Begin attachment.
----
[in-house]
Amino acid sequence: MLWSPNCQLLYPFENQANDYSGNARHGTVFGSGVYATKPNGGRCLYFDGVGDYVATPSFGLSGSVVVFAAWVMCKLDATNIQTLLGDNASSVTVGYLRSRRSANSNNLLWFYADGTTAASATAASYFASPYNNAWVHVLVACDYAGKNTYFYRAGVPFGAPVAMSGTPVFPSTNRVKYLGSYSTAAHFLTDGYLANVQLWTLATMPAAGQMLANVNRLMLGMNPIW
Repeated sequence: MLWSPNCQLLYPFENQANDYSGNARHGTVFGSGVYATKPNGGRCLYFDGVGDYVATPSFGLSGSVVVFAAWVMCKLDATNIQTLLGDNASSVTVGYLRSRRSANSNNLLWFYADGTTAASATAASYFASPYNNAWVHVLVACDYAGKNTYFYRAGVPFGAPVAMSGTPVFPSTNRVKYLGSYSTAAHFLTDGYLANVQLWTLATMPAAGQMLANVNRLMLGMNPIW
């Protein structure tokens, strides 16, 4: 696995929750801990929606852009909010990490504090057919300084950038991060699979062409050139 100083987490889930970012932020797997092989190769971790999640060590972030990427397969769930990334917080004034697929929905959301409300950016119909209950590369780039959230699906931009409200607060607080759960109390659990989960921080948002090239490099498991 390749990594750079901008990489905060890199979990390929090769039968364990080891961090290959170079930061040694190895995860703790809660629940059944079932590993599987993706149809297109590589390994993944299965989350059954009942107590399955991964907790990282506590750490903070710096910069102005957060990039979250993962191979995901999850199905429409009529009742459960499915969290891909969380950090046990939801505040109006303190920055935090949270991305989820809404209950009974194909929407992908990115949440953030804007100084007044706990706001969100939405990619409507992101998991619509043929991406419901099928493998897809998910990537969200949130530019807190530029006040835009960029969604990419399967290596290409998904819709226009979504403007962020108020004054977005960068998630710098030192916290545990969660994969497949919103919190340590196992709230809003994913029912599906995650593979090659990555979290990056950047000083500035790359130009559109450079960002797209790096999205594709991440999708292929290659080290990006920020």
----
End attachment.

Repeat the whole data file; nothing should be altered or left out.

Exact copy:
[in-house]
Amino acid sequence: MLWSPNCQLLYPFENQANDYSGNARHGTVFGSGVYATKPNGGRCLYFDGVGDYVATPSFGLSGSVVVFAAWVMCKLDATNIQTLLGDNASSVTVGYLRSRRSANSNNLLWFYADGTTAASATAASYFASPYNNAWVHVLVACDYAGKNTYFYRAGVPFGAPVAMSGTPVFPSTNRVKYLGSYSTAAHFLTDGYLANVQLWTLATMPAAGQMLANVNRLMLGMNPIW
Repeated sequence: MLWSPNCQLLYPFENQANDYSGNARHGTVFGSGVYATKPNGGRCLYFDGVGDYVATPSFGLSGSVVVFAAWVMCKLDATNIQTLLGDNASSVTVGYLRSRRSANSNNLLWFYADGTTAASATAASYFASPYNNAWVHVLVACDYAGKNTYFYRAGVPFGAPVAMSGTPVFPSTNRVKYLGSYSTAAHFLTDGYLANVQLWTLATMPAAGQMLANVNRLMLGMNPIW
């Protein structure tokens, strides 16, 4: 696995929750801990929606852009909010990490504090057919300084950038991060699979062409050139 100083987490889930970012932020797997092989190769971790999640060590972030990427397969769930990334917080004034697929929905959301409300950016119909209950590369780039959230699906931009409200607060607080759960109390659990989960921080948002090239490099498991 390749990594750079901008990489905060890199979990390929090769039968364990080891961090290959170079930061040694190895995860703790809660629940059944079932590993599987993706149809297109590589390994993944299965989350059954009942107590399955991964907790990282506590750490903070710096910069102005957060990039979250993962191979995901999850199905429409009529009742459960499915969290891909969380950090046990939801505040109006303190920055935090949270991305989820809404209950009974194909929407992908990115949440953030804007100084007044706990706001969100939405990619409507992101998991619509043929991406419901099928493998897809998910990537969200949130530019807190530029006040835009960029969604990419399967290596290409998904819709226009979504403007962020108020004054977005960068998630710098030192916290545990969660994969497949919103919190340590196992709230809003994913029912599906995650593979090659990555979290990056950047000083500035790359130009559109450079960002797209790096999205594709991440999708292929290659080290990006920020």